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PAGE ONE Economics
the back story on front page economics

NEWSLETTER

October ■ 2013

Why Scarce Resources Are Sometimes Unemployed
Erin A. Yetter, Economic Education Specialist
“Today, Apple is going to reinvent the phone.”
—Steve Jobs, former CEO of Apple, introducing the iPhone on January 9, 2007

Think about the last time you used a landline or even a pay phone to make a call. Cell phones
are everywhere and we take them for granted today. But their invention and widespread production have required a specific set of resources. In fact, providing the goods and services we use
every day—toothpaste, milk, electricity, shoes—requires a fairly efficient use of many resources.
Those resources include the people who produce the goods and services. However, resources
sometimes go unused or are not put to their best use. Some lines of production can become
idle, some people can become unemployed, and mismatches can occur. How does that happen?
The world’s resources are limited. Ideally, the resources we do have would be put to their
best use to satisfy the most people. But resources can be unused when markets fail to allocate
them efficiently. Such inefficiency means the economy is producing less than it could with its
limited supply of resources. To illustrate, imagine if an iPhone plant shut down for a few hours;
it likely wouldn’t produce the same number of phones it normally produces in a full day. The
factory was capable of producing a certain amount of iPhones in one day when the resources
were available, but the daily goal wasn’t attained because time was not used efficiently. This situation is akin to what happens when markets operate inefficiently.

Types of Unemployment
When we talk about unemployed resources, we usually do so with respect to labor (e.g.,
“Uncle Billy lost his job and he is now unemployed”). The blue line on the chart illustrates the
proportion of the labor force not being used to produce goods and services—that is, the unemployment rate.1 Let’s discuss the three types of unemployment to explain why some resources,
especially human resources, go unused.
First, some human resources may be unemployed because it takes time for skilled workers
to find a job that uses their skills. This is known as frictional unemployment. For example,
when students graduate from college, it may take some time for them to find a suitable job or
they may need to relocate to find a job in their field. When these graduates are actively seeking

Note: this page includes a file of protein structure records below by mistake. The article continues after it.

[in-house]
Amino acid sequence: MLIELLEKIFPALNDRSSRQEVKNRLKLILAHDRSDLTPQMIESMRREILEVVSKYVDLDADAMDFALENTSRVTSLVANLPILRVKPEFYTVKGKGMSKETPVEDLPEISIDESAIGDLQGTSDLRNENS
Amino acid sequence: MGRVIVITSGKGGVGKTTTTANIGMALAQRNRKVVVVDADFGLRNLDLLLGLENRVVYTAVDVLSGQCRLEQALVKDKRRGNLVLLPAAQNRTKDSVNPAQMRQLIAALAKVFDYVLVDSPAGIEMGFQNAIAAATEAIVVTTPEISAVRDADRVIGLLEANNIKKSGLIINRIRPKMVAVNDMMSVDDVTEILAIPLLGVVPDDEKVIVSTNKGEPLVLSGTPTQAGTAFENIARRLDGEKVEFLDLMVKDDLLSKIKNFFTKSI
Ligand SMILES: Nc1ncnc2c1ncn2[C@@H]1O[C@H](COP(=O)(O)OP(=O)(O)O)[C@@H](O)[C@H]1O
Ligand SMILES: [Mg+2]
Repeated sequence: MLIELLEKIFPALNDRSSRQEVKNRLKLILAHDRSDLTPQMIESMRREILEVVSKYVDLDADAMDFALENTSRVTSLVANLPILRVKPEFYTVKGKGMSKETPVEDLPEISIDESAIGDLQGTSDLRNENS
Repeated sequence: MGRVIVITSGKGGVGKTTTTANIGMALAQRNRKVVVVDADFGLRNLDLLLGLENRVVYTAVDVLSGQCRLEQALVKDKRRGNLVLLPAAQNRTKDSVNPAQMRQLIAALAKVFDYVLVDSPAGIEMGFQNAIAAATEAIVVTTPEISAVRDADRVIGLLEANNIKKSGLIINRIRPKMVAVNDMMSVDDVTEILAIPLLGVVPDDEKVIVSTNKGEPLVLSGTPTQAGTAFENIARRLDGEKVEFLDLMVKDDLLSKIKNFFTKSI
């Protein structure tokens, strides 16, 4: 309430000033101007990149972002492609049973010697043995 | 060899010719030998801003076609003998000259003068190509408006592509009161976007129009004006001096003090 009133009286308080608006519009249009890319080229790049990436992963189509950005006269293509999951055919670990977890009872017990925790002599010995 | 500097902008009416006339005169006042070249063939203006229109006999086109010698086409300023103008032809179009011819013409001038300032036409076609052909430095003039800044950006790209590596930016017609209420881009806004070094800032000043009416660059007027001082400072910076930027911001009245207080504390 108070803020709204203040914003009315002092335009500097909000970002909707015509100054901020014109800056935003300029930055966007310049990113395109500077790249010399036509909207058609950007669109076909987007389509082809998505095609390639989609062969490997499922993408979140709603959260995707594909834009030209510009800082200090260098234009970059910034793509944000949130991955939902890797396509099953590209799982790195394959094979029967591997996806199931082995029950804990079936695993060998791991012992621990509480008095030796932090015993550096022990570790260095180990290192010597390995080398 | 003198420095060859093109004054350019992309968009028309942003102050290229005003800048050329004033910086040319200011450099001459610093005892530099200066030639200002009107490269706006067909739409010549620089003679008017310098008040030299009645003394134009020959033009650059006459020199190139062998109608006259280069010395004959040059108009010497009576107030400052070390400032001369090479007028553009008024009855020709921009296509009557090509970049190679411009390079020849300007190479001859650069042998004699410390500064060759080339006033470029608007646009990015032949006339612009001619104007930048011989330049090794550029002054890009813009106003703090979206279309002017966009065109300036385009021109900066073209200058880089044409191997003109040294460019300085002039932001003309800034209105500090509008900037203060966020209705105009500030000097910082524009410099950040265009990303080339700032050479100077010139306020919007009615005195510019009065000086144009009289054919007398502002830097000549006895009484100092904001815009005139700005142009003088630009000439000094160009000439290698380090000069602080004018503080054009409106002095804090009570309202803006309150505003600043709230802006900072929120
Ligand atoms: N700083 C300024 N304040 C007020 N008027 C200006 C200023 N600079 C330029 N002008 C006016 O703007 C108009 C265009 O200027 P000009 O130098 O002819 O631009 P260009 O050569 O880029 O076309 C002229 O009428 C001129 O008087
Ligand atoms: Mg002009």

work but not working, they are considered frictionally unemployed. In other words, they have
skills that employers are seeking, but it takes some time for them and a prospective employer
to realize they are a match. During this time, their human resources (i.e., labor) go unused.
Second, human resources may be unemployed because they do not possess the skills
employers are seeking. This is known as structural unemployment. For example, in the early
days of the telephone, switchboard operators (also known as telephone operators) literally had
to manually connect two lines to complete a phone call. The United States had 373,000 switch-

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Federal Reserve Bank of St. Louis

NEWSLETTER

SOURCE: Federal Reserve Bank of St. Louis FRED; http://research.stlouisfed.org/fred2/graph/?g=lOu).

board operators in 19682 but only 10,710 as of May 2012.3 Switchboard operators gradually
became unemployed because of technological advancements. Technology allowed people to
connect automatically and switchboard operators were no longer necessary to connect the
phone lines. In other words, the switchboard operators’ skills were no longer needed. Operators
needed time to learn new skills and become employable again; during this period their human
resources (i.e., labor) went unused.
Because the economy is dynamic, there is always some level of frictional and structural
unemployment, which is known as the natural rate of unemployment. However, there is a
major difference between frictional and structural unemployment. Those who are frictionally
unemployed have useful, transferable skills. Those who are structurally unemployed do not.
Let’s look at the chart again. Notice the difference between the natural rate of unemployment (the red line) and the current unemployment rate (the blue line). The difference between